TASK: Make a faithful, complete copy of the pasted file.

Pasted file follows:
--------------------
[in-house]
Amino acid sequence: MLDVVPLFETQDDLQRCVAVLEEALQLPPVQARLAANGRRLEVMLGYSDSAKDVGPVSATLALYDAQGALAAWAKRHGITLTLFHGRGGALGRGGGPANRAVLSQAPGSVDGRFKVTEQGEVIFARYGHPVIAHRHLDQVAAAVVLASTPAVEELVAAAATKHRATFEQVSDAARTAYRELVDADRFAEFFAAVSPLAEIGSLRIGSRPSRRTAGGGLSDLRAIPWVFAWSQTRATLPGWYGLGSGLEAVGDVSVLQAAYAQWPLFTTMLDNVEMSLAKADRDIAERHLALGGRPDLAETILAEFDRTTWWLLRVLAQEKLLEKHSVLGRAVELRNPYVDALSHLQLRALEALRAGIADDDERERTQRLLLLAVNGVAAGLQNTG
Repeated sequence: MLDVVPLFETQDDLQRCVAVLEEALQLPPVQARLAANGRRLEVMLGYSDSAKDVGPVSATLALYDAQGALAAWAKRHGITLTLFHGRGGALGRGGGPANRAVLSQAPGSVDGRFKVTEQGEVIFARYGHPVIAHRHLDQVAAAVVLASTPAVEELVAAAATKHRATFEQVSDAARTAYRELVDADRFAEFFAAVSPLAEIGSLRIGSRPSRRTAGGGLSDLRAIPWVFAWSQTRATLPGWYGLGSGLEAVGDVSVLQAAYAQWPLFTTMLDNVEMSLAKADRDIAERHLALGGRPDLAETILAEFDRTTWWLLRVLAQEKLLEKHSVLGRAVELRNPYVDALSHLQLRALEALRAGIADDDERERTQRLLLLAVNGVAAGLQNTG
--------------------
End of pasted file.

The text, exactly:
[in-house]
Amino acid sequence: MLDVVPLFETQDDLQRCVAVLEEALQLPPVQARLAANGRRLEVMLGYSDSAKDVGPVSATLALYDAQGALAAWAKRHGITLTLFHGRGGALGRGGGPANRAVLSQAPGSVDGRFKVTEQGEVIFARYGHPVIAHRHLDQVAAAVVLASTPAVEELVAAAATKHRATFEQVSDAARTAYRELVDADRFAEFFAAVSPLAEIGSLRIGSRPSRRTAGGGLSDLRAIPWVFAWSQTRATLPGWYGLGSGLEAVGDVSVLQAAYAQWPLFTTMLDNVEMSLAKADRDIAERHLALGGRPDLAETILAEFDRTTWWLLRVLAQEKLLEKHSVLGRAVELRNPYVDALSHLQLRALEALRAGIADDDERERTQRLLLLAVNGVAAGLQNTG
Repeated sequence: MLDVVPLFETQDDLQRCVAVLEEALQLPPVQARLAANGRRLEVMLGYSDSAKDVGPVSATLALYDAQGALAAWAKRHGITLTLFHGRGGALGRGGGPANRAVLSQAPGSVDGRFKVTEQGEVIFARYGHPVIAHRHLDQVAAAVVLASTPAVEELVAAAATKHRATFEQVSDAARTAYRELVDADRFAEFFAAVSPLAEIGSLRIGSRPSRRTAGGGLSDLRAIPWVFAWSQTRATLPGWYGLGSGLEAVGDVSVLQAAYAQWPLFTTMLDNVEMSLAKADRDIAERHLALGGRPDLAETILAEFDRTTWWLLRVLAQEKLLEKHSVLGRAVELRNPYVDALSHLQLRALEALRAGIADDDERERTQRLLLLAVNGVAAGLQNTG